The government created a new ministry, mental health and addictions, but Richard is concerned the ministry’s budget won’t be adequate to help and that the new ministry might just create more bureaucracy.
“Was this something that sounded good to include in a throne speech while we’re dealing with an opioid crisis? I hope that it’s more than that, but to date I’ve not seen any evidence of that,” Richard said.
The one direct action that will help former foster kids is that they will now be eligible for free tuitionat all 25 of British Columbia’s public post-secondary schools, up to age 26.
Free tuition wouldn’t have helped Santanna. She wasn’t nearly ready to go to university, which requires graduation from high school, a safe and secure home, enough money to pay for textbooks and living expenses, and the stability to plan ahead, set goals and manage life as a student.
Free tuition is an excellent move, one that B.C.’s former child and youth representative Mary Ellen Turpel-Lafond pushed hard to achieve. But it’s not enough for many former foster kids who end up on welfare or homeless when they lose support at 19. And it’s not enough to help the thousands of kids who are still in foster care in B.C., or to prevent others from being taken into care. Improving child welfare in B.C. is going to take determination, money and persistence by the NDP government.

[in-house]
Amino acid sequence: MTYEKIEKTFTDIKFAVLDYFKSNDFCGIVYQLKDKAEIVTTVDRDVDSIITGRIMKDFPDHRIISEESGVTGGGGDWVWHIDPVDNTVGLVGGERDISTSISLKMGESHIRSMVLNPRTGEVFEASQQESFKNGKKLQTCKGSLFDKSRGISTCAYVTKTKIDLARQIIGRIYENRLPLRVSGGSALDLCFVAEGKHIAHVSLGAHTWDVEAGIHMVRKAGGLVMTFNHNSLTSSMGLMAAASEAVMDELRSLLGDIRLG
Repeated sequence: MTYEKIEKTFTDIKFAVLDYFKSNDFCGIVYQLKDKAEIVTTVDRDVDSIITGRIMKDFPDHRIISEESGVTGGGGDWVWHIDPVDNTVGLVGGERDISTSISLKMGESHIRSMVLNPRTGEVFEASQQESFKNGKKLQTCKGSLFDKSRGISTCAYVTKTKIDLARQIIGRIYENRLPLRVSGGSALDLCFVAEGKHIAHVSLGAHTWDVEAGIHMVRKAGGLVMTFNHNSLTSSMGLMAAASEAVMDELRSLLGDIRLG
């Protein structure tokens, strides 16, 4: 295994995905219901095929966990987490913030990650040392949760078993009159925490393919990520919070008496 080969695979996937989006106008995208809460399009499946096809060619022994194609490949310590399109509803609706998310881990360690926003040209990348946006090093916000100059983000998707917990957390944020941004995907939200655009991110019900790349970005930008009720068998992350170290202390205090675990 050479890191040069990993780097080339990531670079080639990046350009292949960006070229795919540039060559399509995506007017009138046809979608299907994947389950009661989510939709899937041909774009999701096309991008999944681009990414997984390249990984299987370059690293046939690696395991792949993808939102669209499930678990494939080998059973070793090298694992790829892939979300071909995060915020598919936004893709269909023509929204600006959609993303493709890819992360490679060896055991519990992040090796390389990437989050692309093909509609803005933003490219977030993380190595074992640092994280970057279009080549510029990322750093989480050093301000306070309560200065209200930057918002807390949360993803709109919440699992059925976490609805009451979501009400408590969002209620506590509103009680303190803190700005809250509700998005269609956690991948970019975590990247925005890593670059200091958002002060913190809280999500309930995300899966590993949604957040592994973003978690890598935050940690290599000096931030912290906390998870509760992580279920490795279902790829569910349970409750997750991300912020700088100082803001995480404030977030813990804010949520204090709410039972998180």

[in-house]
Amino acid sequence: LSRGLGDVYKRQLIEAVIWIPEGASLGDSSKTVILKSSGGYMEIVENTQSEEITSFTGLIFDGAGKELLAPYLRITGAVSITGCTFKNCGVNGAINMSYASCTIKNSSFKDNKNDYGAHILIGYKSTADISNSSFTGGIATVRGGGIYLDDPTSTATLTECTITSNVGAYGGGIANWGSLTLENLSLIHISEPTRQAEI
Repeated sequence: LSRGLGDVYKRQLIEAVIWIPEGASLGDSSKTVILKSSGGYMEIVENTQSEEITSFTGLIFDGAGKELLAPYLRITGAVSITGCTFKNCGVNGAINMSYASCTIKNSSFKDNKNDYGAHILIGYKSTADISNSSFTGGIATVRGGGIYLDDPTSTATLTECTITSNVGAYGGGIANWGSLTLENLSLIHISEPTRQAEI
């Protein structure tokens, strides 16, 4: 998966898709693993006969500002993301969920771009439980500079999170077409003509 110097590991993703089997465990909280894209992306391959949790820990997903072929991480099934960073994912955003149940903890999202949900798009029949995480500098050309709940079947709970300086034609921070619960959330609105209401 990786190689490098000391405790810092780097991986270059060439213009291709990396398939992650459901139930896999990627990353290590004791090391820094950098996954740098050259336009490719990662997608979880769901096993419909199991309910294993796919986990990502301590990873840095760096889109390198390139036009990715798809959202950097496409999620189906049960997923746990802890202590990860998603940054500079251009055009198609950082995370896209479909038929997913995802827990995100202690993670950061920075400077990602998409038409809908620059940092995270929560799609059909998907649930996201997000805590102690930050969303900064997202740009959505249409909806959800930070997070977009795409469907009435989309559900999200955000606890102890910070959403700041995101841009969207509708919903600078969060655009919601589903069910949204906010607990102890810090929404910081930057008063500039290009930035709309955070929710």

The NDP promised to increase the budget for a support program for people who have aged out of care called by $10 million a year, however this wasn’t in the budget update. The program, called Agreements with Young Adults, pays some living expenses while a former foster child goes to school or is enrolled in a training program.
The Green Party promised in its election campaign to Introduce a basic income support for youth aged 18 to 24 who are transitioning out of foster care.
The NDP government said earlier this month when announcing the expansion of the tuition waivers that this will be the first of a number of announcements helping kids who have aged out of care. The news release said a “comprehensive program” would be part of next year’s budget announcement.
Given the power-sharing agreement between the two parties, it is likely the final outcome will land somewhere between the two approaches.
That can only be good news for the thousands of young people in B.C. like Savannah.
Tracy Sherlock will be writing about the B.C. government each week, on Wednesdays. Contact her with news tips at email@example.com.